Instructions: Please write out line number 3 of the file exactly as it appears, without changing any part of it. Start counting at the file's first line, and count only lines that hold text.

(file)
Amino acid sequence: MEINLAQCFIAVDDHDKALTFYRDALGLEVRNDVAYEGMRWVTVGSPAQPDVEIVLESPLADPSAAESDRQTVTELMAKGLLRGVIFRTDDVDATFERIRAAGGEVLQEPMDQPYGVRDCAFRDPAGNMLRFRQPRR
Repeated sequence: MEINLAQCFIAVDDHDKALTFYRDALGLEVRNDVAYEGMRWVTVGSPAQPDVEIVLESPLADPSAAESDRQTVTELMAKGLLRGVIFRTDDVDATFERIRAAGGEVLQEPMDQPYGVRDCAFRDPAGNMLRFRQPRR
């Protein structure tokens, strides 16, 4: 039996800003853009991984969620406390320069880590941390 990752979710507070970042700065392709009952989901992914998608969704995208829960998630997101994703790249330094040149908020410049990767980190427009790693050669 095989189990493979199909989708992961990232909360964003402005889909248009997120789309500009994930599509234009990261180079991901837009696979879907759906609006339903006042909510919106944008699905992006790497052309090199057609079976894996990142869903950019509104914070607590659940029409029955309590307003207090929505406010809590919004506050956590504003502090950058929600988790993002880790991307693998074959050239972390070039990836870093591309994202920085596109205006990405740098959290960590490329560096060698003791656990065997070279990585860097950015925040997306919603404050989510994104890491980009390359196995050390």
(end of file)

């Protein structure tokens, strides 16, 4: 039996800003853009991984969620406390320069880590941390 990752979710507070970042700065392709009952989901992914998608969704995208829960998630997101994703790249330094040149908020410049990767980190427009790693050669 095989189990493979199909989708992961990232909360964003402005889909248009997120789309500009994930599509234009990261180079991901837009696979879907759906609006339903006042909510919106944008699905992006790497052309090199057609079976894996990142869903950019509104914070607590659940029409029955309590307003207090929505406010809590919004506050956590504003502090950058929600988790993002880790991307693998074959050239972390070039990836870093591309994202920085596109205006990405740098959290960590490329560096060698003791656990065997070279990585860097950015925040997306919603404050989510994104890491980009390359196995050390």